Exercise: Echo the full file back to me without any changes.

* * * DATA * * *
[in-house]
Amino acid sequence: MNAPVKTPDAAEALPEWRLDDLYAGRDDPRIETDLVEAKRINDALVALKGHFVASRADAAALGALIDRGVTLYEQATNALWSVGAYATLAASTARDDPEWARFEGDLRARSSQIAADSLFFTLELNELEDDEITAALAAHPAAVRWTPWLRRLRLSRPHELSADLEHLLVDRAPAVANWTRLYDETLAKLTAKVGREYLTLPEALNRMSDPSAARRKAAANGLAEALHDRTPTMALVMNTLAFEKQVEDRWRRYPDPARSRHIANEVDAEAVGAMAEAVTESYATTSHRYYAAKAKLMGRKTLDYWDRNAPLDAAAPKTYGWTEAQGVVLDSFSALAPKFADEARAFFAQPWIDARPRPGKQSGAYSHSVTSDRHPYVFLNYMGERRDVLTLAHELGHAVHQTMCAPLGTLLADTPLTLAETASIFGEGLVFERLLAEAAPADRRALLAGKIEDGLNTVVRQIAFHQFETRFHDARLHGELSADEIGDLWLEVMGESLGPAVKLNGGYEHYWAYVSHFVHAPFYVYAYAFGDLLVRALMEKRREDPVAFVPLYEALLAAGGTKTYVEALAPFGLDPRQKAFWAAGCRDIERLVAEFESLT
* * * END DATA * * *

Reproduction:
[in-house]
Amino acid sequence: MNAPVKTPDAAEALPEWRLDDLYAGRDDPRIETDLVEAKRINDALVALKGHFVASRADAAALGALIDRGVTLYEQATNALWSVGAYATLAASTARDDPEWARFEGDLRARSSQIAADSLFFTLELNELEDDEITAALAAHPAAVRWTPWLRRLRLSRPHELSADLEHLLVDRAPAVANWTRLYDETLAKLTAKVGREYLTLPEALNRMSDPSAARRKAAANGLAEALHDRTPTMALVMNTLAFEKQVEDRWRRYPDPARSRHIANEVDAEAVGAMAEAVTESYATTSHRYYAAKAKLMGRKTLDYWDRNAPLDAAAPKTYGWTEAQGVVLDSFSALAPKFADEARAFFAQPWIDARPRPGKQSGAYSHSVTSDRHPYVFLNYMGERRDVLTLAHELGHAVHQTMCAPLGTLLADTPLTLAETASIFGEGLVFERLLAEAAPADRRALLAGKIEDGLNTVVRQIAFHQFETRFHDARLHGELSADEIGDLWLEVMGESLGPAVKLNGGYEHYWAYVSHFVHAPFYVYAYAFGDLLVRALMEKRREDPVAFVPLYEALLAAGGTKTYVEALAPFGLDPRQKAFWAAGCRDIERLVAEFESLT